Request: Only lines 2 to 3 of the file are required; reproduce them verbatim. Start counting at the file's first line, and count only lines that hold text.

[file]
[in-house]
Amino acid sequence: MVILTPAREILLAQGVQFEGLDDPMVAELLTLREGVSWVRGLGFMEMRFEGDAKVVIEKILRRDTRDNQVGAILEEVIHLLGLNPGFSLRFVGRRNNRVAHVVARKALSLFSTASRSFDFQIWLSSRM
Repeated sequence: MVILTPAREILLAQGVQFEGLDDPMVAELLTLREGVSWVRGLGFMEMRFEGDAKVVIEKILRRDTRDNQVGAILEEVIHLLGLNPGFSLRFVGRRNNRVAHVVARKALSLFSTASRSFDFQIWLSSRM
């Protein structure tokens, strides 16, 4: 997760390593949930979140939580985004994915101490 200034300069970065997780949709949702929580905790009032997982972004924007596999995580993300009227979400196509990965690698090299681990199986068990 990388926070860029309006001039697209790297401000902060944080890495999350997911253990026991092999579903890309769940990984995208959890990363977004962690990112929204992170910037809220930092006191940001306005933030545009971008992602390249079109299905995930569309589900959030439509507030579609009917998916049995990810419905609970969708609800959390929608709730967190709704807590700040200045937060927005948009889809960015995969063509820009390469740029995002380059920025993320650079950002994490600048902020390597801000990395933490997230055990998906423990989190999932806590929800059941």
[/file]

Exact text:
Amino acid sequence: MVILTPAREILLAQGVQFEGLDDPMVAELLTLREGVSWVRGLGFMEMRFEGDAKVVIEKILRRDTRDNQVGAILEEVIHLLGLNPGFSLRFVGRRNNRVAHVVARKALSLFSTASRSFDFQIWLSSRM
Repeated sequence: MVILTPAREILLAQGVQFEGLDDPMVAELLTLREGVSWVRGLGFMEMRFEGDAKVVIEKILRRDTRDNQVGAILEEVIHLLGLNPGFSLRFVGRRNNRVAHVVARKALSLFSTASRSFDFQIWLSSRM